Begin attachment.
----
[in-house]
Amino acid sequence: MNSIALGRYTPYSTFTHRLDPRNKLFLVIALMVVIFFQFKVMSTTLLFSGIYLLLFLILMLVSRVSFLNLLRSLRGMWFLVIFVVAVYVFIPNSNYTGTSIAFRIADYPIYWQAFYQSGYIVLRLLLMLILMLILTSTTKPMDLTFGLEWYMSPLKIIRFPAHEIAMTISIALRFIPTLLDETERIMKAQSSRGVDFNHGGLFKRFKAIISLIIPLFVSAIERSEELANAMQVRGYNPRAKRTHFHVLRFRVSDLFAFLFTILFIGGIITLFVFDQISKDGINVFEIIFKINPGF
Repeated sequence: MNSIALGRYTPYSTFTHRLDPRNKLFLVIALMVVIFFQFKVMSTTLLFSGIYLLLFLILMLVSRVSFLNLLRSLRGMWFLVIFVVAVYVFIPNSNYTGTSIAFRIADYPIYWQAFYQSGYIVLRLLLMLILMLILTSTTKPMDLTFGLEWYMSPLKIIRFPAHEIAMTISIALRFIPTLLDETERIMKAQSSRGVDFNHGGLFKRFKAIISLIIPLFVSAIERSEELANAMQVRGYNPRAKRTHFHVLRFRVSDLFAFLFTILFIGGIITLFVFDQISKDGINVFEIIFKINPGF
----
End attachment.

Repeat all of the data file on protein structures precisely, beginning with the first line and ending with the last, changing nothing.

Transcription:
[in-house]
Amino acid sequence: MNSIALGRYTPYSTFTHRLDPRNKLFLVIALMVVIFFQFKVMSTTLLFSGIYLLLFLILMLVSRVSFLNLLRSLRGMWFLVIFVVAVYVFIPNSNYTGTSIAFRIADYPIYWQAFYQSGYIVLRLLLMLILMLILTSTTKPMDLTFGLEWYMSPLKIIRFPAHEIAMTISIALRFIPTLLDETERIMKAQSSRGVDFNHGGLFKRFKAIISLIIPLFVSAIERSEELANAMQVRGYNPRAKRTHFHVLRFRVSDLFAFLFTILFIGGIITLFVFDQISKDGINVFEIIFKINPGF
Repeated sequence: MNSIALGRYTPYSTFTHRLDPRNKLFLVIALMVVIFFQFKVMSTTLLFSGIYLLLFLILMLVSRVSFLNLLRSLRGMWFLVIFVVAVYVFIPNSNYTGTSIAFRIADYPIYWQAFYQSGYIVLRLLLMLILMLILTSTTKPMDLTFGLEWYMSPLKIIRFPAHEIAMTISIALRFIPTLLDETERIMKAQSSRGVDFNHGGLFKRFKAIISLIIPLFVSAIERSEELANAMQVRGYNPRAKRTHFHVLRFRVSDLFAFLFTILFIGGIITLFVFDQISKDGINVFEIIFKINPGF